Taiwan has always been known as a creative, cultural, and technological country. While U.S. travelers are familiar with sprawling Asian cities like Hong Kong and Shanghai, the country of Taiwan has been Asia’s best-kept secret for decades. While the country is a 12 hour direct flight from the United States, you don’t need to travel all the way to Taiwan to enjoy its splendor. We dive into the sport that brings us all together at Taiwan Day 2017.
On August 20th, The New York Mets and Taiwan Tourism Bureau hosted the 13th annual Taiwan Day at Citi Field when The Mets took on the Miami Marlins. As an added bonus, The Taiwan Tourism Bureau in partnership with SNY, is sending two lucky fans to Taiwan! This trip will include roundtrip airfare to/from a NYC area airport to Taipei, Taiwan plus a five-day, four-night stay at the five-star Regent Taipei Hotel! Taiwan has a beautiful blend of frenzied city life and a calm countryside.
American visitors can find much to enjoy when visiting Taiwan. Few tourists realize their vacation around the world can still include comforts from home, such as baseball.
Taiwan Tourism at Citi Field
During the Mets game at Citi Field, there was a tourism information table filled with traditional Taiwanese snacks, giveaways, and family fun activities. The Taiwanese mascot, “Oh Bear,” appeared at the game and got the fans revved up for the game. There were also traditional Taiwanese folk dance performances. This performance involved a religious folk icon, Santaizi, who can be found at Taiwanese temple festivals. Outside of the stadium, the crowd went wild as the upbeat music and dance excited the fans with their families.
This was an American team playing, but the crowd was full of visitors from Taiwan. They were eager to compare their hometown games to American baseball.
In addition to the dancing, there was a contemporary Taiwanese music performance. The band, Liu Sheng Ji, performed music with traditional Oriental instruments and mixed them with a Western flare, creating a sound that incorporated rock, jazz, blue, R&B, Funk, electronic music and disco all in one.
Concerts and additional performances like this are commonplace at a Taiwanese stadium. Fans come to every game expecting to be entertained at every minute.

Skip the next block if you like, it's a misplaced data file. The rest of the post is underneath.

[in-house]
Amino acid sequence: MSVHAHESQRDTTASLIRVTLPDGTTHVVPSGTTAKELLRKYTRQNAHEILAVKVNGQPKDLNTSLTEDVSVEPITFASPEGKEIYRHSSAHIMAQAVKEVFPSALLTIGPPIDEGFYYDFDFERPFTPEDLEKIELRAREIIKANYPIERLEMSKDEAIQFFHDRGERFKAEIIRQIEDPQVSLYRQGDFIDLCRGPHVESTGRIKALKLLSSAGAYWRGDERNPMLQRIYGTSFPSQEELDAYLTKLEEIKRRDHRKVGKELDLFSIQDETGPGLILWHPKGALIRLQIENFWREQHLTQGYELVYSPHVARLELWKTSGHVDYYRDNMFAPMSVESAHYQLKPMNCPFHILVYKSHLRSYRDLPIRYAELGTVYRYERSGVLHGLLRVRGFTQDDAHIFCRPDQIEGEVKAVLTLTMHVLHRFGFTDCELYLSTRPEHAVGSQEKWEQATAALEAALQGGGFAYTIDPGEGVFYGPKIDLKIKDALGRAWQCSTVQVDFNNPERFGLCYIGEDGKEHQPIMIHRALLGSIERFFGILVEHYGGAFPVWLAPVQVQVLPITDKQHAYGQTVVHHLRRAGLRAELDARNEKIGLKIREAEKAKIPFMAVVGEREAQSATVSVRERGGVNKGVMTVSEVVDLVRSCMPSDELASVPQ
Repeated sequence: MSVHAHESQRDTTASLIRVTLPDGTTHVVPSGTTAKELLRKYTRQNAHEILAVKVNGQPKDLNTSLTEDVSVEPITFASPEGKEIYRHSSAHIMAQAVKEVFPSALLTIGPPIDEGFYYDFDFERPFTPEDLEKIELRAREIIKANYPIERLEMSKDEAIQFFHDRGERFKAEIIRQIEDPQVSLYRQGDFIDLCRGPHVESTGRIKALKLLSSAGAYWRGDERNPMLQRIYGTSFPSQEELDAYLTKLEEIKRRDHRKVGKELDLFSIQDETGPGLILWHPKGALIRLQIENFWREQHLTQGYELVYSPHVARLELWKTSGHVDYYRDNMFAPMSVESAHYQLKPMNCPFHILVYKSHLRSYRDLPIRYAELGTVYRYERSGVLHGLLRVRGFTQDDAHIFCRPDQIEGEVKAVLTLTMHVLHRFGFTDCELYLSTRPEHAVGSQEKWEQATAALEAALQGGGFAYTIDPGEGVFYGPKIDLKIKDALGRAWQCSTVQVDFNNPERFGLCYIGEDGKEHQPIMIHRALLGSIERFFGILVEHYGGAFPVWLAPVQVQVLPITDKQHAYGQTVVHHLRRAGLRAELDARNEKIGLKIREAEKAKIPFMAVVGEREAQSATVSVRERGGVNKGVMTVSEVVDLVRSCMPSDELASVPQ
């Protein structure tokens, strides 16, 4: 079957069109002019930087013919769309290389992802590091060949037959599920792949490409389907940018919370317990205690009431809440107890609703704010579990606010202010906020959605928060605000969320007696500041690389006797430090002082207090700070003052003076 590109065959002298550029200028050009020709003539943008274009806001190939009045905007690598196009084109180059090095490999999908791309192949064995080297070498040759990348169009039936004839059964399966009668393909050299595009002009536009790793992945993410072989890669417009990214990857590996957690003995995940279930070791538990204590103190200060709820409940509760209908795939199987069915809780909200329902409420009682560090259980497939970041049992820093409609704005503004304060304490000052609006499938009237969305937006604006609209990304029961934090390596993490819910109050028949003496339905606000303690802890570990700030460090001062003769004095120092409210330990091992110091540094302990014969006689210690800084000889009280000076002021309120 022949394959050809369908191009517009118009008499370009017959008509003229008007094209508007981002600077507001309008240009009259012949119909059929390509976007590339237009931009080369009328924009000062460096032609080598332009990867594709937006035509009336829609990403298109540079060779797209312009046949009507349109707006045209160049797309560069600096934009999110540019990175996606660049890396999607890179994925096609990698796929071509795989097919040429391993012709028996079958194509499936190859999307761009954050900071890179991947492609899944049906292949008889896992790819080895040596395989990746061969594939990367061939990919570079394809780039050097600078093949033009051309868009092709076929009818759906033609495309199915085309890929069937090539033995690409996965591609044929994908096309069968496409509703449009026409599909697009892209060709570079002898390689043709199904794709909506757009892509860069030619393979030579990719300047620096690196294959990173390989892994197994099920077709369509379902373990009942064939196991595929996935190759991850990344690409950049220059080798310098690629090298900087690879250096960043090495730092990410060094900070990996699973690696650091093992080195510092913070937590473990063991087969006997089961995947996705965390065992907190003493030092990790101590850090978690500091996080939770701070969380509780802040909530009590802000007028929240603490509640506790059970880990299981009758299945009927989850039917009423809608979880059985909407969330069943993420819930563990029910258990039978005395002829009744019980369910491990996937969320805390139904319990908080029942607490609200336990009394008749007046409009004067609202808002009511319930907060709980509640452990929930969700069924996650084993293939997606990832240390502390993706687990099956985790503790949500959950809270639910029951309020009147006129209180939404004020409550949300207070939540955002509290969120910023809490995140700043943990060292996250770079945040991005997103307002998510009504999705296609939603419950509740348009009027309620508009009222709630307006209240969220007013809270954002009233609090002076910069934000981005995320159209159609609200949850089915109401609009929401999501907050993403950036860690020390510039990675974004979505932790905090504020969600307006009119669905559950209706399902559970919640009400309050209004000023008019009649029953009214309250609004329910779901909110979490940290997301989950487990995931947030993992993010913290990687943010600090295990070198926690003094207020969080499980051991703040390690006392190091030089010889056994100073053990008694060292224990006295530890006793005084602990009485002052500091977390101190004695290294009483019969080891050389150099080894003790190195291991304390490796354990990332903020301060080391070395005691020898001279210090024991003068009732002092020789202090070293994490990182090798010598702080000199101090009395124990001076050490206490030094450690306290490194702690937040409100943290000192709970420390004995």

Why does Taiwan Day happen at a baseball stadium?
Taiwan used to be occupied by the Japanese. These colonizers were the ones who first brought baseball to Taiwan. Taiwan even references baseball on their currency! As you may know, this small country is just a tiny island compared to China’s vast expanses. Taiwan has struggled for complete independence and recognition as a sovereign nation. Baseball is one of the ways that Taiwan tries to stand out from China on the national stage.
Little League Champions
Taiwan won the Little League World Series 17 times in the span of 1969 to 1996. For Americans who were paying close attention to their favorite sport, Taiwan was making a name for itself. Perhaps US viewers had never heard of this island before, but if they were winning championships, they deserved recognition. This was huge for a country that was struggling with much-larger China to be recognized as a sovereign nation. Would this be Taiwan’s big break? Suddenly Taiwan was pumping out players (at the youth and adult levels) of international renown.WILLIAMSPORT, PA – AUGUST 30: United States Vice President Joseph Biden speaks to the teams and crowd before the game between California (Chula Vista) and Asia Pacific (Taoyuan, Taiwan) in the little league world series final at Lamade Stadium on August 30, 2009 in Williamsport, Pennsylvania. (Photo by Larry French/Getty Images)
Investing In Taiwanese Professional Baseball
Sadly, Taiwan’s baseball industry suffered a few scandalous setbacks. Following some unfortunate mismanagement in the 90s, Taiwan was ready to revisit its relationship with professional baseball teams in the 2000s. Even US players were getting in on the action. Manny Ramirez played for the EDA Rhinos at the tail-end of his career. Taiwanese players who have been scattered all over the globe are slowly returning to their home country to play, and their being paid better than ever to do so. Monthly salaries for players jumped about 20% in the CPBL in 2016.Mandy Cheng/AFP/Getty Images
Cheaper to Be a Fan In Taiwan
US tickets to major league games can be in the $20 to $50 range, while it’s usually never higher than $16 USD to see a game in Taiwan. You can also snack on amazing things like grilled octopus and fried dumplings. The stadium experience in Taiwan is truly fantastic for fans, including cheerleaders, drum squads, celebrity photo ops, and more. American visitors will feel right at home cheering for some of the best players in the world!